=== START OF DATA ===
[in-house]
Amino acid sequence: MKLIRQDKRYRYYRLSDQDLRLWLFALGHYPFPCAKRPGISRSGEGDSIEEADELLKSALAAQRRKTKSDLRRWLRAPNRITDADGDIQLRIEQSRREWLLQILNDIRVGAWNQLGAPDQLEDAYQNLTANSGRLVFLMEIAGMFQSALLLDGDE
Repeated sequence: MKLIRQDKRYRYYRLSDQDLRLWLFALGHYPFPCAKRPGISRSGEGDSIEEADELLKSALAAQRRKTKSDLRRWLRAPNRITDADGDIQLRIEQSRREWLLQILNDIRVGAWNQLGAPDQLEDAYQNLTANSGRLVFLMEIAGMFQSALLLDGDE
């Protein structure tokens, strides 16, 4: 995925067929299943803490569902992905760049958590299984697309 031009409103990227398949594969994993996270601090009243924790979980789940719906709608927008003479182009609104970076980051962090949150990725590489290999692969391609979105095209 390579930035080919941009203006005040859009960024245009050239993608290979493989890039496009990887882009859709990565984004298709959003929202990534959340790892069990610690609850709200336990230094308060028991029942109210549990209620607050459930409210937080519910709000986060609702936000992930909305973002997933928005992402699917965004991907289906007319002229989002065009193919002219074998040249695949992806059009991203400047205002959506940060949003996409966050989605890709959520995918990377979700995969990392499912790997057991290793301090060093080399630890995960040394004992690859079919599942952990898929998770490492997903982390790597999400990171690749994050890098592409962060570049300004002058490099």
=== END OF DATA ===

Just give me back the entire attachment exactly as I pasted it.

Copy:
[in-house]
Amino acid sequence: MKLIRQDKRYRYYRLSDQDLRLWLFALGHYPFPCAKRPGISRSGEGDSIEEADELLKSALAAQRRKTKSDLRRWLRAPNRITDADGDIQLRIEQSRREWLLQILNDIRVGAWNQLGAPDQLEDAYQNLTANSGRLVFLMEIAGMFQSALLLDGDE
Repeated sequence: MKLIRQDKRYRYYRLSDQDLRLWLFALGHYPFPCAKRPGISRSGEGDSIEEADELLKSALAAQRRKTKSDLRRWLRAPNRITDADGDIQLRIEQSRREWLLQILNDIRVGAWNQLGAPDQLEDAYQNLTANSGRLVFLMEIAGMFQSALLLDGDE
């Protein structure tokens, strides 16, 4: 995925067929299943803490569902992905760049958590299984697309 031009409103990227398949594969994993996270601090009243924790979980789940719906709608927008003479182009609104970076980051962090949150990725590489290999692969391609979105095209 390579930035080919941009203006005040859009960024245009050239993608290979493989890039496009990887882009859709990565984004298709959003929202990534959340790892069990610690609850709200336990230094308060028991029942109210549990209620607050459930409210937080519910709000986060609702936000992930909305973002997933928005992402699917965004991907289906007319002229989002065009193919002219074998040249695949992806059009991203400047205002959506940060949003996409966050989605890709959520995918990377979700995969990392499912790997057991290793301090060093080399630890995960040394004992690859079919599942952990898929998770490492997903982390790597999400990171690749994050890098592409962060570049300004002058490099």